‘Renoviction’ victims have legal options: Murray
By AdvocateDaily.com Staff
Tenants have options when a landlord attempts a “renoviction,” says Ottawa paralegal Amri Murray, who handles cases of this nature.
The Toronto Star recently reported on a spate of renovictions, which involve landlords using renovations as an excuse to evict people from their apartments — often in an attempt to flip units back onto the market at higher rental prices.
“It’s happening on such a wide scale now. It’s at the point where landlords are trying to get help to figure out how they can perform a legal renoviction,” she says.
Murray explains that some landlords are exploiting what the Star story called a loophole in the province’s Residential Tenancies Act, which allows them to evict a tenant in order to do “extensive repairs or renovations” which require vacant possession.
She says many tenants feel powerless when they receive an eviction notice that cites the provision to terminate a lease.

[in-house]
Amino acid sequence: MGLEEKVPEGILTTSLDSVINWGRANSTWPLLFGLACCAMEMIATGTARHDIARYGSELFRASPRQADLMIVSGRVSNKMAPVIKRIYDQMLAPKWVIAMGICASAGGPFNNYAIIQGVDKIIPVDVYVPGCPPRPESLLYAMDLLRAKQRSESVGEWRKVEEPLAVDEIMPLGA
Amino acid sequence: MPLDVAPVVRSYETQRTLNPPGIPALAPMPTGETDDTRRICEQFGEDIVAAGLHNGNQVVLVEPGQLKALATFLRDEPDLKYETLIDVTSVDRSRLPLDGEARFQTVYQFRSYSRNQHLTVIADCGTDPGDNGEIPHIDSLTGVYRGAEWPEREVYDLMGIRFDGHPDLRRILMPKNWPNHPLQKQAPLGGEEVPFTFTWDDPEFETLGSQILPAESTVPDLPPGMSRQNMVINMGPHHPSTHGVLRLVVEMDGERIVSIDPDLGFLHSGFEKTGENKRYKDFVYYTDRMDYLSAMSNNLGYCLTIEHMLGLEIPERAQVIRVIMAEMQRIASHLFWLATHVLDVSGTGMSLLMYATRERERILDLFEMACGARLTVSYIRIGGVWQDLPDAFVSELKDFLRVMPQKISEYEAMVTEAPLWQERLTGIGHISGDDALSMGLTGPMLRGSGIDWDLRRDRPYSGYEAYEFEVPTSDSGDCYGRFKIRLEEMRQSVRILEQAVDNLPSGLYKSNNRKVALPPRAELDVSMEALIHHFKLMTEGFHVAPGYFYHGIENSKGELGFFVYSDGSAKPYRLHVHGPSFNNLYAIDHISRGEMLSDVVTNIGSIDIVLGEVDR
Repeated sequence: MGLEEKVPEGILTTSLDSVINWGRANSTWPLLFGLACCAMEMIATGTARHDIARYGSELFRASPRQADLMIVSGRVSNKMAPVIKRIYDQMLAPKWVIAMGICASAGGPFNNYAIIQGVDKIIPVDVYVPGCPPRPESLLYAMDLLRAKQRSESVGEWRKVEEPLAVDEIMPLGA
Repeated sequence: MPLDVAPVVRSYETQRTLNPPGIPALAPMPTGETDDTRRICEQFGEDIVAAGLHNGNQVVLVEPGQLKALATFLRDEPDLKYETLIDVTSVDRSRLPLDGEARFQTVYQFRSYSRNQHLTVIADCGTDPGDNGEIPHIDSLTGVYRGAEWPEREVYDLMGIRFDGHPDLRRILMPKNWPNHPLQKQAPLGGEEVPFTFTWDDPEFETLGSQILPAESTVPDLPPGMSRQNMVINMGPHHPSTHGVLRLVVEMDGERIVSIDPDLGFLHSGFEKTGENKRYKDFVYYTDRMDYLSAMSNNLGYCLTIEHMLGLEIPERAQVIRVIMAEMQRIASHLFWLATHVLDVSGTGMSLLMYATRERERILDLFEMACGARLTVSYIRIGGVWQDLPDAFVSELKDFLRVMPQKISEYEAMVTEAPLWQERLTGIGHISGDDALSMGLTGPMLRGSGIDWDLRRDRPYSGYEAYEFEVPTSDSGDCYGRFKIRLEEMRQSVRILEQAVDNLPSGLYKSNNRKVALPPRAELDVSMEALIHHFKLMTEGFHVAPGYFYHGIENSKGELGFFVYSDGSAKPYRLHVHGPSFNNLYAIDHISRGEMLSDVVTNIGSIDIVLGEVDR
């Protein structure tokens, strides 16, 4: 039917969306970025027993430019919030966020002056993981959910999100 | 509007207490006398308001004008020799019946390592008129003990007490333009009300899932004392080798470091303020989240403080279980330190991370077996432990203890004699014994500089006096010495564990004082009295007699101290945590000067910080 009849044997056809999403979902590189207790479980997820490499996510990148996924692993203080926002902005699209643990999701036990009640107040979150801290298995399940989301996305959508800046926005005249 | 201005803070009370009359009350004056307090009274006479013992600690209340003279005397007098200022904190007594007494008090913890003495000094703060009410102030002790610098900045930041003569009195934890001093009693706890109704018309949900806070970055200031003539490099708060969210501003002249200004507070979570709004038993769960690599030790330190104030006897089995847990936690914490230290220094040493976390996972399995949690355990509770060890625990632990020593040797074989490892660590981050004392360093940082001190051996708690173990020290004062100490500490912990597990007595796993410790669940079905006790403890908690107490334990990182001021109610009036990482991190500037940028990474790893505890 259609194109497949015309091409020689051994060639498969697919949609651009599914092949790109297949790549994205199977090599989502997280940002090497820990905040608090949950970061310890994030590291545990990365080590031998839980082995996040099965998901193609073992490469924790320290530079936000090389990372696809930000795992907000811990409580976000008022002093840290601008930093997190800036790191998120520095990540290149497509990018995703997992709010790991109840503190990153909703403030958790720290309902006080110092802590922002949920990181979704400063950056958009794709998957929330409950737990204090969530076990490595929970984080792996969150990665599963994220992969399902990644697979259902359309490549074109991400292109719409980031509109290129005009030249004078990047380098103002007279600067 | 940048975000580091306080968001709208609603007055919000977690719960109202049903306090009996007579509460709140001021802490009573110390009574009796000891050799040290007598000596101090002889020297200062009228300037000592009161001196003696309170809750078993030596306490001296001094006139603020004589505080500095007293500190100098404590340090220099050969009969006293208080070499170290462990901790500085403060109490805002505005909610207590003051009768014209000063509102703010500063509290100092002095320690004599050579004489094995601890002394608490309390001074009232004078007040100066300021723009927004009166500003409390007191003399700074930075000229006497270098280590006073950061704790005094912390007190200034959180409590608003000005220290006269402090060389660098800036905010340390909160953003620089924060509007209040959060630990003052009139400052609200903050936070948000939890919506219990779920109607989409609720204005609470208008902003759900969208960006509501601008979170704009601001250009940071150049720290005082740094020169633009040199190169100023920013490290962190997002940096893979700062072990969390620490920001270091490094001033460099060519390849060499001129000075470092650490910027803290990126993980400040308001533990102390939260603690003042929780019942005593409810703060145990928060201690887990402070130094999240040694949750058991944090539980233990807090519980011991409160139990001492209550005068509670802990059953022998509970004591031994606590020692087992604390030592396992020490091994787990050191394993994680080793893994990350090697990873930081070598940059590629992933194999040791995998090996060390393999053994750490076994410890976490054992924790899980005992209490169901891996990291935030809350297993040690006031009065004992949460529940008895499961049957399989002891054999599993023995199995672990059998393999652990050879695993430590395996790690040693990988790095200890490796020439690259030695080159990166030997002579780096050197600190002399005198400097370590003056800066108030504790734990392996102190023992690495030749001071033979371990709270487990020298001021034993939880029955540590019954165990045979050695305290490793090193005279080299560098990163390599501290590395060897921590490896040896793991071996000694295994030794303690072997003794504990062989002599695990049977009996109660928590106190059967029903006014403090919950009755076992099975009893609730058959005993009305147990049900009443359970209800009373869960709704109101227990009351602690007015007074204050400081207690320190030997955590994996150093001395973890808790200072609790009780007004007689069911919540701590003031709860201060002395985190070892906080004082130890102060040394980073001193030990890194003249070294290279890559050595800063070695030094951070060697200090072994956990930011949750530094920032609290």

“They aren’t typically knowledgeable about what the landlord’s obligations are,” Murray says.
However, she says that tenants may be able to challenge the notice at the Landlord and Tenant Board (LTB), noting that the law requires the renovation to be “extensive,” rather than simple or cosmetic.
“We’re not talking about replacing the kitchen cupboards. This is supposed to be the kind of work that requires a building permit,” Murray says. “Even landlords are sometimes unaware that they can’t use this provision for simple tasks.”
In cases where tenants complied with the notice and vacated the premises, she says they may still have recourse at the LTB, depending on their situation.
For example, Murray says tenants evicted under the provision can ask landlords for a right-of-first-refusal on the rental unit once the work is complete.
“Landlords are then supposed to get back to you and check if you want to move back in,” she says.
In addition, if the promised work does not actually occur, Murray says tenants have up to a year to apply to the LTB for a declaration that their eviction was illegal, as well as for compensation.
Landlords found to have breached the Act may be liable not only for a tenant’s moving costs but also for the difference between their old rent and the higher rate they may have been forced to pay as a result of their eviction, she says.
“People think that once they’re out, they no longer have any options because there is no landlord-tenant relationship, but that’s not true,” Murray says.